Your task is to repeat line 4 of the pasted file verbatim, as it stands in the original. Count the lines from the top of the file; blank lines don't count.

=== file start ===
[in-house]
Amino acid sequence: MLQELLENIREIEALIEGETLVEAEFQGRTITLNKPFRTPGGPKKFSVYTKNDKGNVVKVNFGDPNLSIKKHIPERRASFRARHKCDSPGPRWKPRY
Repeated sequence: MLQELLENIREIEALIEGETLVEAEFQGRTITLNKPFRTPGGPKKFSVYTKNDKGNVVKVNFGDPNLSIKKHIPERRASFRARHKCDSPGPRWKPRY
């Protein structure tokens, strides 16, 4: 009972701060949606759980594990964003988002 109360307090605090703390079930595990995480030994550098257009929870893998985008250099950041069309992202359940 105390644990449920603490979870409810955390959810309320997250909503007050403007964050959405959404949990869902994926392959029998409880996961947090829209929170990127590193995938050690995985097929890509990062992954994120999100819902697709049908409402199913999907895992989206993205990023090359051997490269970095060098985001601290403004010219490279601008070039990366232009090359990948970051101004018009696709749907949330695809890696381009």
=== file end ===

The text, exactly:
């Protein structure tokens, strides 16, 4: 009972701060949606759980594990964003988002 109360307090605090703390079930595990995480030994550098257009929870893998985008250099950041069309992202359940 105390644990449920603490979870409810955390959810309320997250909503007050403007964050959405959404949990869902994926392959029998409880996961947090829209929170990127590193995938050690995985097929890509990062992954994120999100819902697709049908409402199913999907895992989206993205990023090359051997490269970095060098985001601290403004010219490279601008070039990366232009090359990948970051101004018009696709749907949330695809890696381009």